Opening up about HIV at age 20 was the best decision I’ve ever made in my life. After a decade of keeping my status to myself at all cost, what should have been a tough change came quite naturally. All at once, it suddenly felt harder to not talk about HIV. I harnassed that feeling and poured myself into writing, a passion I didn’t even know I had until I had something to actually write about.
One of the most meaningful things that occurred after I opened up was being able to meet the activists who fought hard, all while losing loved ones, in those early years. As I was denying rumors and waiting for the whispers of my diagnosis to die down in smalltown Virginia, the AIDS community were organizing and screaming their concerns from the rooftops in big cities. And shortly after I went public, I realized how incredibly small the community was when I introduced myself to a hero, Sean Sasser (from Real World fame), and he said, “Shawn Decker, I know you from POZ.”
Last year, when Peter Staley announced that he was going to be taking a social media hiatus in order to start writing his memoir, I reached out and offered help- any grunt work needed, really. I’d helped Sean Strub with zinging up some of his Body Counts chapter titles. And Camryn Garrett’s (author of Full Disclosure) agent reached out to me to take a look at her beautiful, fictional story about something I’d actually lived through: being a HIV positive teenager in high school struggling with disclosing their status. So I know firsthand how crucial it is to get any extra editing eyeballs on your writing, having been on both sides of that equation. Though I’d only met Peter in person once before (Sean Strub invited Gwenn and I to have dinner with him), we’d become reacquainted through a debacle involving Kenneth Cole and his work with amfAR a few years ago.
Late last year I decided to check in with Peter once again to see if there was anything I could do. As it turned out, he was in the final furious moments of meeting a looming deadline. I had nothing going on, and when I say nothing I mean nothing. Depression, something I’ve been facing head-on over the last several years, was threatening to pull me under, so being able to read Peter’s work and offer some zingers here and there was just as helpful for me as I was hoping it would be for him. When he responded enthusiastically, some of the clouds over my head started to part, and suddenly my very open schedule was an asset. I told Peter to text me as he was doing his final re-writes, because I could take a look and get anything back to him in a matter of hours.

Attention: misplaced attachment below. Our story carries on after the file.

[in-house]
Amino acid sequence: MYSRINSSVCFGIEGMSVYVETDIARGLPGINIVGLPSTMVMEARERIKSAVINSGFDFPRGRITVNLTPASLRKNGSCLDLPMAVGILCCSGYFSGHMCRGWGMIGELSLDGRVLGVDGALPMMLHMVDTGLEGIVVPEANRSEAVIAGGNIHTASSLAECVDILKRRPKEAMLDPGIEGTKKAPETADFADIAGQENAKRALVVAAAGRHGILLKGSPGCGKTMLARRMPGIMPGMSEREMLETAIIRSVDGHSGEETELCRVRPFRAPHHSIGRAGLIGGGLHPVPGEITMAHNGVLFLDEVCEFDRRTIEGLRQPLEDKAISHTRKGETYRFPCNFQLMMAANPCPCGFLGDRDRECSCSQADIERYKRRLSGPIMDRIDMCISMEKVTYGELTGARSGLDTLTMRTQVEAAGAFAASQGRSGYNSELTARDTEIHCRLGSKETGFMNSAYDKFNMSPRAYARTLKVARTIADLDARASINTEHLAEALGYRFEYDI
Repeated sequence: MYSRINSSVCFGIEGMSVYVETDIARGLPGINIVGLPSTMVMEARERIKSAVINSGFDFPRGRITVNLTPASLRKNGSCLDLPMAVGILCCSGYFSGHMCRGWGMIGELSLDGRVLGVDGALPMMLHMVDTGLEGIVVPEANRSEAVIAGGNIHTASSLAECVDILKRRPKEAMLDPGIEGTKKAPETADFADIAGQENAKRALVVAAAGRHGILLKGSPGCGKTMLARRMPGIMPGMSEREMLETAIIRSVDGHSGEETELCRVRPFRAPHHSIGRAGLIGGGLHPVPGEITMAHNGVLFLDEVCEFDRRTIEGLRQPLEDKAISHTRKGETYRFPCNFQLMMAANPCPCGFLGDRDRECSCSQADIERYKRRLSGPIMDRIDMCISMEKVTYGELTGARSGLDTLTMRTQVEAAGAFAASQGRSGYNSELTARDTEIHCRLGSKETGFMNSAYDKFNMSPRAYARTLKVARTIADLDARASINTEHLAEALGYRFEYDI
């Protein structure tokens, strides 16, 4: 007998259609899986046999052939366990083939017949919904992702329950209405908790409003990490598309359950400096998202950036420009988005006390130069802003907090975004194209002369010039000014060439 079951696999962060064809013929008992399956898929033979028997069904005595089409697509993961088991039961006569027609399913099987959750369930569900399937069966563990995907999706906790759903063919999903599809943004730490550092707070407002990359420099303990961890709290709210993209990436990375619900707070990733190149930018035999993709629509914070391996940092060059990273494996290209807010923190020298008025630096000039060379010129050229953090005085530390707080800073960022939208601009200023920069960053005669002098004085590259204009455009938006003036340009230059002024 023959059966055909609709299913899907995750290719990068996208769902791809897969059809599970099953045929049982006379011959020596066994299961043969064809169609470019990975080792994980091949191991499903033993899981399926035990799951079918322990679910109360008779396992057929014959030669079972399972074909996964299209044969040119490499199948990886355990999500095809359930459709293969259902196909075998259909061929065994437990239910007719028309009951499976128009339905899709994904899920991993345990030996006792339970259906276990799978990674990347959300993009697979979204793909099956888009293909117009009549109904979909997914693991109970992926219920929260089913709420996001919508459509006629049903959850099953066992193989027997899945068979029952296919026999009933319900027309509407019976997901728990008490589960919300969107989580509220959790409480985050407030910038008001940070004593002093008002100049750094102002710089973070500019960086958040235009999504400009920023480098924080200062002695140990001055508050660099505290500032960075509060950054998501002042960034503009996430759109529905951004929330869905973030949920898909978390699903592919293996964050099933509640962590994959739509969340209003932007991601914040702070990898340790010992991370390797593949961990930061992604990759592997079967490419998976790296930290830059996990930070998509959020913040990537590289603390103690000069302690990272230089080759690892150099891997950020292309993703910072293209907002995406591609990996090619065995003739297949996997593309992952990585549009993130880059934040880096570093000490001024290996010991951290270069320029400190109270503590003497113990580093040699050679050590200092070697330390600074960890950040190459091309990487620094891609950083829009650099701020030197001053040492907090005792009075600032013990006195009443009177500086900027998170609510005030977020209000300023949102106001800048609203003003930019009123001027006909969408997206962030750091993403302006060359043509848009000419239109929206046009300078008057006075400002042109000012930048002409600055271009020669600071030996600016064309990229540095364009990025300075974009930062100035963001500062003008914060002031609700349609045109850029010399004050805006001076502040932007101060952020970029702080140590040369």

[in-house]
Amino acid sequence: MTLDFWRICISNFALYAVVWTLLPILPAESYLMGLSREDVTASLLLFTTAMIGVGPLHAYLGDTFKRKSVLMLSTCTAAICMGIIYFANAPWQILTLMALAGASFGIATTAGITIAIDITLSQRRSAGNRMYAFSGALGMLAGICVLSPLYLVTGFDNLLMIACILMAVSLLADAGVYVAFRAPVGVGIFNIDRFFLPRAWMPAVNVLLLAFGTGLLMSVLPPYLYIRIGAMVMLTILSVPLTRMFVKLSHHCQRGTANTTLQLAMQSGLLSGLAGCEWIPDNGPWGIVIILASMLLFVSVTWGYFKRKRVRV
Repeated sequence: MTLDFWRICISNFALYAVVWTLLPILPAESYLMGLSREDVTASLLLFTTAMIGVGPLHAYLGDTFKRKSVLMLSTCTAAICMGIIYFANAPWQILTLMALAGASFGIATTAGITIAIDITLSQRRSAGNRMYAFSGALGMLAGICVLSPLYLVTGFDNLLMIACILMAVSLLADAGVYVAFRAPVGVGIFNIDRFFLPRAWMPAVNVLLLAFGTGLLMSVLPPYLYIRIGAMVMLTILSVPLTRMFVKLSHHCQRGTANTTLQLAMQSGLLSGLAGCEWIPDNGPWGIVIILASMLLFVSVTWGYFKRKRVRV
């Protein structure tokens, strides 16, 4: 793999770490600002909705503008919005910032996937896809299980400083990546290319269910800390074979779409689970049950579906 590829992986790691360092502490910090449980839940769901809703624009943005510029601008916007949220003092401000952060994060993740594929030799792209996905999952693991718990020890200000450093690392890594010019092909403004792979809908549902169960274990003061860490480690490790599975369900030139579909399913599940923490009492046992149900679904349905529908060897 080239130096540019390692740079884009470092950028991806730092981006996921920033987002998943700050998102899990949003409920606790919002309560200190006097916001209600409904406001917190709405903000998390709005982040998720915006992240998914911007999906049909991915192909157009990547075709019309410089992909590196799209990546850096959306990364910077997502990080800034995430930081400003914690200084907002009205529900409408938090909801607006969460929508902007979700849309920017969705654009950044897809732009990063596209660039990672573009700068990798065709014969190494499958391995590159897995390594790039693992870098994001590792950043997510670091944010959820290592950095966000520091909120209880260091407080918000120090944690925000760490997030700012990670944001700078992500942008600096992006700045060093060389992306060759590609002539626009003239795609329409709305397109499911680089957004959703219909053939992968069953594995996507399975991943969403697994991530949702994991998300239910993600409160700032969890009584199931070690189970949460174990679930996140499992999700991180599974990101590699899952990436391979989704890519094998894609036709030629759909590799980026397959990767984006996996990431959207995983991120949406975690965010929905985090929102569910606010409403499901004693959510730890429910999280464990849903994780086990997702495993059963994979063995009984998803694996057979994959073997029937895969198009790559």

Having a first look at Never Silent- which is a poignant and moving look at the world through Peter’s eyes and a must-read Bible for activists fighting the good fight on any front- was an honor. It was also a reminder of my own love of writing. The very thing that cemented my decision to talk openly about my HIV status for the first time. Being reconnected to that passion was something I didn’t even know that I needed. But, ultimately, the chance to give something back to someone whose efforts helped me and so many others when we were unable to fight for ourselves was just a very, very special way to start the new year. And that open, unfilled time that I so gladly gave?
Well, that was just a mere fraction of some of the time that has been afforded to me, in large part, by the brave and gut-wrenching efforts of Peter, Sean and so many others… some of whom I’ve been able to meet, most of whom I will catch on the other side of this grand adventure we are all on.